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Monday, April 5, 1999 Published at 09:39 GMT 10:39 UK

World: Middle East

Egypt gets tough on rapists

Egyptian ministers have voted to repeal a controversial law which exempts a rapist from punishment if he marries his victim.

Rape victims sometimes agree to wed their attackers because they do not want to disgrace their families.

But the custom has been strongly criticised by religious leaders and women's activists.

The Justice Minister, Faruq Seif al-Nasr, was quoted in the local press saying that the law encouraged rapists and was bad for women's security.

The move, which has the backing of President Hosni Mubarak, still has to be approved by the Egyptian Parliament, but is not expected to meet much resistance.

In many Middle Eastern countries, a woman who loses her virginity out of wedlock brings shame to her family, even if she has been raped.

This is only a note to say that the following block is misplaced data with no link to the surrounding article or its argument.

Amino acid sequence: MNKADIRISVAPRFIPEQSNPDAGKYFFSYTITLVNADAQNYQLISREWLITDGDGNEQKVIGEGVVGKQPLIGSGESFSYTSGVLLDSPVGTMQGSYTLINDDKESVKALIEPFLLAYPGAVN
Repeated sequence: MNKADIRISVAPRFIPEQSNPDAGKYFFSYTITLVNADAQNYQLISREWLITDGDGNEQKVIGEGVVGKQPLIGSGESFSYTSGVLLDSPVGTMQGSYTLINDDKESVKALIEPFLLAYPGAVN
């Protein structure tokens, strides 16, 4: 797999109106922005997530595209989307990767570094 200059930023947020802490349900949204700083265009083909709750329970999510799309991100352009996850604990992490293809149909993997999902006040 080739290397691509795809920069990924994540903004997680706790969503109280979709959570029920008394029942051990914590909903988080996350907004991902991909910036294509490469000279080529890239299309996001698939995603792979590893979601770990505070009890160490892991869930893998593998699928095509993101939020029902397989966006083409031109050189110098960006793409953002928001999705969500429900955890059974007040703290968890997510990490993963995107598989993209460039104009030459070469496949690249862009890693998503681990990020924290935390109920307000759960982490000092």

By marrying her attacker, the woman at least gets a certificate of marriage although it is often followed by divorce.

'Law is un-Islamic'

In January, a senior Egyptian Sheikh, the Mufti of Egypt, declared such marriages were against Islam and that any marriage between a rapist and his victim was "null and void".

He said the legislation permitting the practice had been adopted during the colonial period for the convenience of foreigners living in Egypt.

In December, prosecutors freed three rape suspects after one of them offered to marry the victim and she accepted, prompting outrage among women's groups.

Under Egyptian law, a rapist may be executed. On Sunday a 27-year-old man was sentenced to death for kidnapping and raping a three-year-old girl.

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